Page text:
palate - ker pow ! what a splendid balance of things to sup. Green apples, citrous, mainly limes, just enough not too much acid, some of that wet stone thing, some gentle nutty autolytic palate coating. Wow this is NICE. Nothing dominates, all harmonious.

Only 11.5% ?? noooo…get way with you…really ? Mid week drinking par excellence

we’ve been saying watch out Champagne for a while now. I’m saying watch out Chablis.


On annual leave this week so the usual abstinence on school nights goes bye the bye. Opened a 2107 Gigondas from Clos des Cazaux. Bought EP back in the day.

This is a producer I really like and follow most vintages whether it’s Gigondas, Vacqueyras or his white blend.

This is drinking beautifully now despite all the contradictory advice. The producer advises a drink window of 5 years from vintage. TWS drink window to 2028 and JLL to 2040. I’m sure that somewhere in the Rhône thread the community suggests not to be broached for 5 years.

I haven’t really much experience in this space but if it tastes good then get on with it. This has ripe fruit and French herbs and countryside. A slight medicinal quality initially that disappears. Ripe tannins that are well integrated. Would recommend a hour decant just to allow the wine to settle down. Very pleased I have another case in reserve. Really good value.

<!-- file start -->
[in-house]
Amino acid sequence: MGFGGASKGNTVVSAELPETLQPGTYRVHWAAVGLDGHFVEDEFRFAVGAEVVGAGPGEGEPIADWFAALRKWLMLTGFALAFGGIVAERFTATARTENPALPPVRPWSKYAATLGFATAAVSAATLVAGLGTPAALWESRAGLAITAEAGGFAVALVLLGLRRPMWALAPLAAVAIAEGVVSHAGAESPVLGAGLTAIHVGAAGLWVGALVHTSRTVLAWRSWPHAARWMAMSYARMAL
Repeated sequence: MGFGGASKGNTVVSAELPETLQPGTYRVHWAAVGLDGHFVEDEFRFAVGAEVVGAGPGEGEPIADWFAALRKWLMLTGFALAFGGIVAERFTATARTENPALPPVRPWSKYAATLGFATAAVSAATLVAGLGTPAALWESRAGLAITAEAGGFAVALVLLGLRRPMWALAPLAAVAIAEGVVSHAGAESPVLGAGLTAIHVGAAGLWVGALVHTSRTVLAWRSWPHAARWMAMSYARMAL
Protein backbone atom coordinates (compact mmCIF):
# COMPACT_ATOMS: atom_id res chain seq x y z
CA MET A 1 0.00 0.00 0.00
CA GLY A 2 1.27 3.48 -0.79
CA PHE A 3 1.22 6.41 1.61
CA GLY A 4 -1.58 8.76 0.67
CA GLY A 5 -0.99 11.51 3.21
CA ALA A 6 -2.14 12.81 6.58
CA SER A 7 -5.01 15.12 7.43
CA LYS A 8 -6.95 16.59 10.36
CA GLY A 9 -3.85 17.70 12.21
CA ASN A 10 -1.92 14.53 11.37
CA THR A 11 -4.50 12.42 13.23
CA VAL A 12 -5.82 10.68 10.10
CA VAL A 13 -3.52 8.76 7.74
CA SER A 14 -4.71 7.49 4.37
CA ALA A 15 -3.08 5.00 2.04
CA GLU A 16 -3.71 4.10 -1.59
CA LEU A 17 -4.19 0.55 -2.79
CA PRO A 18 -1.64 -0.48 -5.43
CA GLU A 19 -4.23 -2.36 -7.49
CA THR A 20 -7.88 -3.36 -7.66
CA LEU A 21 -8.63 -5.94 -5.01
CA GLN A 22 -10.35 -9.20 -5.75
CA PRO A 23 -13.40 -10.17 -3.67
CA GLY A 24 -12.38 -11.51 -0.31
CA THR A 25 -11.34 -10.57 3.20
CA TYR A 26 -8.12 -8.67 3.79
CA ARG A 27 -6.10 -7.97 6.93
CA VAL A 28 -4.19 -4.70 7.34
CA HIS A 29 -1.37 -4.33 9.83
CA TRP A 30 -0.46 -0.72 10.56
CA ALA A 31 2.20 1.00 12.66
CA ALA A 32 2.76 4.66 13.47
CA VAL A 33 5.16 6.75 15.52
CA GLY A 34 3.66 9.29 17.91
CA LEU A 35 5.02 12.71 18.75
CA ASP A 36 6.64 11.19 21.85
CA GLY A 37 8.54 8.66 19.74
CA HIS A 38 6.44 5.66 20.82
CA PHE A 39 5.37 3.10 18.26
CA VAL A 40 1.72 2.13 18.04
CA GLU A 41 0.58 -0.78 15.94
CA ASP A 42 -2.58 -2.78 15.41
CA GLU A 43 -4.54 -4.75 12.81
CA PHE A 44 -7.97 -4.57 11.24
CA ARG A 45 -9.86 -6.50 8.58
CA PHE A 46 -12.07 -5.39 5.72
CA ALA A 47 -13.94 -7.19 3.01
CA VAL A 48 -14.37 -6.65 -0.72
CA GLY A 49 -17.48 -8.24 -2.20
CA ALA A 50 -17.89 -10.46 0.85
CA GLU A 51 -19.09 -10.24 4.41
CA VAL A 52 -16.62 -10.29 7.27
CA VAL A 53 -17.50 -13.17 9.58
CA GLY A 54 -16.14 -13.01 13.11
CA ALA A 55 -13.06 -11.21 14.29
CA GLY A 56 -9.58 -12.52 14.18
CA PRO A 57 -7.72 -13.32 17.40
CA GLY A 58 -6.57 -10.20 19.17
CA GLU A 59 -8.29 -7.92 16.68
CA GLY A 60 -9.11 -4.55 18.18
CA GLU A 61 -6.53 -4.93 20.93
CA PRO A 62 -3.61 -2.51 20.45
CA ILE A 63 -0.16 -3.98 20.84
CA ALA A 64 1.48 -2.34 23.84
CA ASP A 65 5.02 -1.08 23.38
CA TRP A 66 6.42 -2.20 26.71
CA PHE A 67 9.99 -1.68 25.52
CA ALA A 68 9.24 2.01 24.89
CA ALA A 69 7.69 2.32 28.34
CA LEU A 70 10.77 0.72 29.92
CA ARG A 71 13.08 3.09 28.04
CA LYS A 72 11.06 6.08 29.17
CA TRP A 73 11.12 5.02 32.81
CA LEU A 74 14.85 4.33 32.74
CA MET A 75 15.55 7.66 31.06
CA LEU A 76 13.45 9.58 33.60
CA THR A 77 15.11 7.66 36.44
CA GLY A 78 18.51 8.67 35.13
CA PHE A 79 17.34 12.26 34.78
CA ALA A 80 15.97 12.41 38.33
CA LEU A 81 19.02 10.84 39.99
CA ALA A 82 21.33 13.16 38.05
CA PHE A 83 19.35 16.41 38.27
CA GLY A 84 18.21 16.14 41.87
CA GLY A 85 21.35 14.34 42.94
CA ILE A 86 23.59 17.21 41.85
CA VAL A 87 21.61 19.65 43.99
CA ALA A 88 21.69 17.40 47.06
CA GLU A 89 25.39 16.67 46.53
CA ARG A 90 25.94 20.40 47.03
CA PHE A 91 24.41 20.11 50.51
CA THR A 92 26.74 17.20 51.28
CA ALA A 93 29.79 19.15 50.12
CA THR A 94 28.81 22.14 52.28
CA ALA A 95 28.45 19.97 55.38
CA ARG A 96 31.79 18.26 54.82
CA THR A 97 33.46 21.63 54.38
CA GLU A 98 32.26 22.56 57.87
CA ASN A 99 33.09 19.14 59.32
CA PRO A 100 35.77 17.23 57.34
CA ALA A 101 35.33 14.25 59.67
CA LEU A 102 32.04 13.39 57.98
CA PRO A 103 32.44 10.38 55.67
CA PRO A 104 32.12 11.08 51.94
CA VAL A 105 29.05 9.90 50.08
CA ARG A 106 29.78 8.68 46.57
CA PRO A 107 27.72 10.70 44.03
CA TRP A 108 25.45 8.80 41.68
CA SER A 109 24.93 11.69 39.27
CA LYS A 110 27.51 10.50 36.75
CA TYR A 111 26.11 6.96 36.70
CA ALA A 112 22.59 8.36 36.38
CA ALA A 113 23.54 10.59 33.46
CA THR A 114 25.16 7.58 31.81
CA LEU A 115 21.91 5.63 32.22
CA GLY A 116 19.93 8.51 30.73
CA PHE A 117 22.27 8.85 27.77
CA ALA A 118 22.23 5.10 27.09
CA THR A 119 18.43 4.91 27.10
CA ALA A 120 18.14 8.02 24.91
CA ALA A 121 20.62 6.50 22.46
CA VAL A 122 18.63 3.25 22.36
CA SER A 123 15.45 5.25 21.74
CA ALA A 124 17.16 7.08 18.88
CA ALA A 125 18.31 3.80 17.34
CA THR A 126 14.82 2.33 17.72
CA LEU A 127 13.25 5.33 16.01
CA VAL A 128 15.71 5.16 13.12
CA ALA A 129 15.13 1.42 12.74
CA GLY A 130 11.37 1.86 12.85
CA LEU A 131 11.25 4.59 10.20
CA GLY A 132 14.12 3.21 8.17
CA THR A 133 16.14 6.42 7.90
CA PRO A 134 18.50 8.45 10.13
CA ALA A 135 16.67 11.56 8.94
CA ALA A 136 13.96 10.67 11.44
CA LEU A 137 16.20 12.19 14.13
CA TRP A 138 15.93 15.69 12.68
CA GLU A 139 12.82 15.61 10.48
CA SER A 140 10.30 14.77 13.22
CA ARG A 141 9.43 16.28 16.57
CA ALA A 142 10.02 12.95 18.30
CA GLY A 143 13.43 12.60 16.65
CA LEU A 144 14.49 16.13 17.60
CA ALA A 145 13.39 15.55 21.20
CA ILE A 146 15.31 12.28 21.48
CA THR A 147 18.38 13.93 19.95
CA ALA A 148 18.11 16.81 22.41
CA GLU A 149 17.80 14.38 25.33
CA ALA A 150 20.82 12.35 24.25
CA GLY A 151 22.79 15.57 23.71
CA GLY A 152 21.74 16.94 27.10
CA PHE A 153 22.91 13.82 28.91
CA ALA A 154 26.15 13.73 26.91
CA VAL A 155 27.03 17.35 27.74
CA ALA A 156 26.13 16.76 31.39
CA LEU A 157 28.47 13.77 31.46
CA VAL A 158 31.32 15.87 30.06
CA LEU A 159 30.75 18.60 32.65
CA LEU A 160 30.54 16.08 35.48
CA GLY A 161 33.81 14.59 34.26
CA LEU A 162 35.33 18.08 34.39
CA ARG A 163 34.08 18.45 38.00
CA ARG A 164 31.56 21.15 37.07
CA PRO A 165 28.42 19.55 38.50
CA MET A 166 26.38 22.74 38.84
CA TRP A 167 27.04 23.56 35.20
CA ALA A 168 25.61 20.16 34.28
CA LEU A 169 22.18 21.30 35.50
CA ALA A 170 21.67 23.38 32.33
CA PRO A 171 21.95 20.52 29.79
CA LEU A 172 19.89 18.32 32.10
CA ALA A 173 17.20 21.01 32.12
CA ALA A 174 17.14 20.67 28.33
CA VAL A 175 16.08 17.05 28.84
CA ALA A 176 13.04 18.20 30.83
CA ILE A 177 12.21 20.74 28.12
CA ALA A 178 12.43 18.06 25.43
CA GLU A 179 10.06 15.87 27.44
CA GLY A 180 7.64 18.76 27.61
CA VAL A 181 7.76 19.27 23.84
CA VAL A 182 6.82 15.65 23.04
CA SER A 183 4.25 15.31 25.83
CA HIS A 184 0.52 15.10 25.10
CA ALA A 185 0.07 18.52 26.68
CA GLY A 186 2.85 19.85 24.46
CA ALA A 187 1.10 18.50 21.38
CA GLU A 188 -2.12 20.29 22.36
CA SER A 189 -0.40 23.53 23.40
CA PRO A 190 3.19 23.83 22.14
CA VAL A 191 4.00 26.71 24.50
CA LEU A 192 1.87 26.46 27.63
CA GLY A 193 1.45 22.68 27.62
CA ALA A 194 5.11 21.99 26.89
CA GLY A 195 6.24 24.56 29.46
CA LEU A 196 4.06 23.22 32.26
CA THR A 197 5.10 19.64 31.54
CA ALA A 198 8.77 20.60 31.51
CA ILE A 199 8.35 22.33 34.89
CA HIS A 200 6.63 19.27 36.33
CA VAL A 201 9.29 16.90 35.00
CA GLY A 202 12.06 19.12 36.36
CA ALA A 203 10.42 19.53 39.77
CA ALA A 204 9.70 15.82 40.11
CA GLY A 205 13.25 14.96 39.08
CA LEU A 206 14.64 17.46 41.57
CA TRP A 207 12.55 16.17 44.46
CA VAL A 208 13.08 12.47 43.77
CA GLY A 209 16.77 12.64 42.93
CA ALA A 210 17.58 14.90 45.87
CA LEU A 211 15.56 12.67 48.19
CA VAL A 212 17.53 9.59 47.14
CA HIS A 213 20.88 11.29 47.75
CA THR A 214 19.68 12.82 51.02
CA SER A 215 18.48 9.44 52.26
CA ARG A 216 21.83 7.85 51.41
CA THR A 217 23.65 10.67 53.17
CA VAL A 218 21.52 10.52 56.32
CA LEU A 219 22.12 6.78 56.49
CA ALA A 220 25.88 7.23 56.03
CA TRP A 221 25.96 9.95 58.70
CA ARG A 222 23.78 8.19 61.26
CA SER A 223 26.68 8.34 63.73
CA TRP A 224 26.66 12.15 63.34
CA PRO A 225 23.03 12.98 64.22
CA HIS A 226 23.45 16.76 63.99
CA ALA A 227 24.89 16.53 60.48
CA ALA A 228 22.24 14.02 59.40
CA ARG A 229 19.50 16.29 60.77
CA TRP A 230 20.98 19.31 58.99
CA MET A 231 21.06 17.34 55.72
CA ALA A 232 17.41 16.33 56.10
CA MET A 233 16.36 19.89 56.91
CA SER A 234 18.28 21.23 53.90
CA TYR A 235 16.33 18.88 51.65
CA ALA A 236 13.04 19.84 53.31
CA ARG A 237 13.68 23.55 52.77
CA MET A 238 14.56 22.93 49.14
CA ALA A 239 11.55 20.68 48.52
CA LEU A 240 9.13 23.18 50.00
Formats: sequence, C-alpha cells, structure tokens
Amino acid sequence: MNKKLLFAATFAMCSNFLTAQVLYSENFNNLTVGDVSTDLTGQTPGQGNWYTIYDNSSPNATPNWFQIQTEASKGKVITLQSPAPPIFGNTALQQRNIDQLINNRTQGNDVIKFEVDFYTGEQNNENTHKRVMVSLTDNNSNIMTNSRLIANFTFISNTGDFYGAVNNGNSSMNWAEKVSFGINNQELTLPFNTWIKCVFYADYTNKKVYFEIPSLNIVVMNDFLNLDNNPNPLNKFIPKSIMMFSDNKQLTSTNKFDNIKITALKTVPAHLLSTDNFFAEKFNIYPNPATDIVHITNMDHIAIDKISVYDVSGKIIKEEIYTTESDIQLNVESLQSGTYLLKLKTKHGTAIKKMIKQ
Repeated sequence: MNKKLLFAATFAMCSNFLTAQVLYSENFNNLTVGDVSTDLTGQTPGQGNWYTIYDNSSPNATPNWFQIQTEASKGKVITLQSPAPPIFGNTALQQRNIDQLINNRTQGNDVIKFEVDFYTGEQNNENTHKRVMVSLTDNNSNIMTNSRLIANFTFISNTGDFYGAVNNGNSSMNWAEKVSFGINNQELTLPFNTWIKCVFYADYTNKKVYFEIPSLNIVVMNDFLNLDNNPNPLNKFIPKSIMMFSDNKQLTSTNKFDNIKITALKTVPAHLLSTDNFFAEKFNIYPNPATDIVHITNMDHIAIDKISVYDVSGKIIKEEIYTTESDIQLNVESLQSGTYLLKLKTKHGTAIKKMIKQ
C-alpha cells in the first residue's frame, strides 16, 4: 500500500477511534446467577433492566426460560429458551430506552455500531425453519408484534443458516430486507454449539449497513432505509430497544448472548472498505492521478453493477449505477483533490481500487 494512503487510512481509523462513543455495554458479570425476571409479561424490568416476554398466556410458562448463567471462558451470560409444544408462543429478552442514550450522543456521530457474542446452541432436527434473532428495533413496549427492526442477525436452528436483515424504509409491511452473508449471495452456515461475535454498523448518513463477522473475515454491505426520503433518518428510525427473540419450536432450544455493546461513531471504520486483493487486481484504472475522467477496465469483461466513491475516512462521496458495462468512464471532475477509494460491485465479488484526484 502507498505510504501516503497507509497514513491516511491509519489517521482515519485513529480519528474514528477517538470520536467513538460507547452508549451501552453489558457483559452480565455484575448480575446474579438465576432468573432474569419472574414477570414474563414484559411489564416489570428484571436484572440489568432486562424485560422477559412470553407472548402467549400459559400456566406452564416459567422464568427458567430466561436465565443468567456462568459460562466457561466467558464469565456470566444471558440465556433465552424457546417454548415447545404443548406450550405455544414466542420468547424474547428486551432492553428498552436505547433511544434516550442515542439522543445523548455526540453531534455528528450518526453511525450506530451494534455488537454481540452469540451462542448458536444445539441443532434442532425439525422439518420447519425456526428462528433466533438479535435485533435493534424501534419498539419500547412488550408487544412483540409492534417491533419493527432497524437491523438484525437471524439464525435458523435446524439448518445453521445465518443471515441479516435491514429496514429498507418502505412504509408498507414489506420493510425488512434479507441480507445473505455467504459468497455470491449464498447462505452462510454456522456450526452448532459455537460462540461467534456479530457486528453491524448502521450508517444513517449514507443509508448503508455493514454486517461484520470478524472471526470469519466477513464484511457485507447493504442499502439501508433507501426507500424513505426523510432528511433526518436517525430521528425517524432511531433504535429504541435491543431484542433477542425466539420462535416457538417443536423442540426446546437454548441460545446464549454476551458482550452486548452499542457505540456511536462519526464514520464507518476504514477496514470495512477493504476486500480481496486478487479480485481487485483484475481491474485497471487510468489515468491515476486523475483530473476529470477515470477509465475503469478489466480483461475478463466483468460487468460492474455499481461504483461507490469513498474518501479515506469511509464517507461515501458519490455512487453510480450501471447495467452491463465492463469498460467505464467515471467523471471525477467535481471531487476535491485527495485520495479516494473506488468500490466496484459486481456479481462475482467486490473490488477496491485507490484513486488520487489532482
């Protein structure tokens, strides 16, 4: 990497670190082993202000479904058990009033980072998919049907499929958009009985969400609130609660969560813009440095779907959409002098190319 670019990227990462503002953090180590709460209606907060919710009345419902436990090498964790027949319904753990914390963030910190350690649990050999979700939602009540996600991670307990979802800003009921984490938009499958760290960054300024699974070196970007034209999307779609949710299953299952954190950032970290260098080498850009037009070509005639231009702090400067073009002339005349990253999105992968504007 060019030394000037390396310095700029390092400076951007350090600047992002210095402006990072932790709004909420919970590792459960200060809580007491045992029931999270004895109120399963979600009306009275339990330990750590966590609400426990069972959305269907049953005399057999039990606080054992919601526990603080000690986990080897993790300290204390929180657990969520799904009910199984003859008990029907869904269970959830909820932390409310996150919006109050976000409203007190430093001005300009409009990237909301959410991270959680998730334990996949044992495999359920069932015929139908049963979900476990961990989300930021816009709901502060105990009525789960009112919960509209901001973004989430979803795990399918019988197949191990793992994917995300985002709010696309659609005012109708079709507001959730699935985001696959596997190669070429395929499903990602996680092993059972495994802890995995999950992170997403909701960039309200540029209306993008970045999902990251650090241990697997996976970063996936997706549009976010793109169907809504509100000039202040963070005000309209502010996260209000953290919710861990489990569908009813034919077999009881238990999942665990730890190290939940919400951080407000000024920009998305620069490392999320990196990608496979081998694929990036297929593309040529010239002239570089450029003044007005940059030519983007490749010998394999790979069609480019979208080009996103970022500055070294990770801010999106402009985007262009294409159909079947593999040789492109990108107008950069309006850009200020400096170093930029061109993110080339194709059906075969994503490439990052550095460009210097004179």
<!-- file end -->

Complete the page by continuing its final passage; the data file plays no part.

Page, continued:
Lemon and apple flavours are probably the most commonly used descriptors for English wines (still or sparkling), from Kent to Camel Valley. With the geographical location and weather constraints faced by English winemakers, I’m not surprised.

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I thought English wine was supposed to taste of elderflower? Or elderberry? Not sure if there’s even a difference!

Interesting. I’ve always wanted to like Gigondas more than I actually do. Must try harder!

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Idle banter aside - @NW3Andre - indeed an often-used descriptor mainly for UK - raised chardonnay (although I did specify lime not lemon), of which I have had many offerings over the years. Vintage-upon-vintage they are getting better. This one from Knightor is particularly good on account of the balance it achieves, very rounded, “serious” and accomplished flavours and all @ a low ABV. That was what I was attempting to flag up.

@thewinelake indeed; but I think mainly reserved as polite ways to describe some of the flavour profile of hybrids which remain popular, such as seyval, ortega etc. I wouldn’t expect to find “elderflower” in a chardonnay but maybe I’ve missed out !


I know you suggest you might be drinking it a little young but… Tardis needed?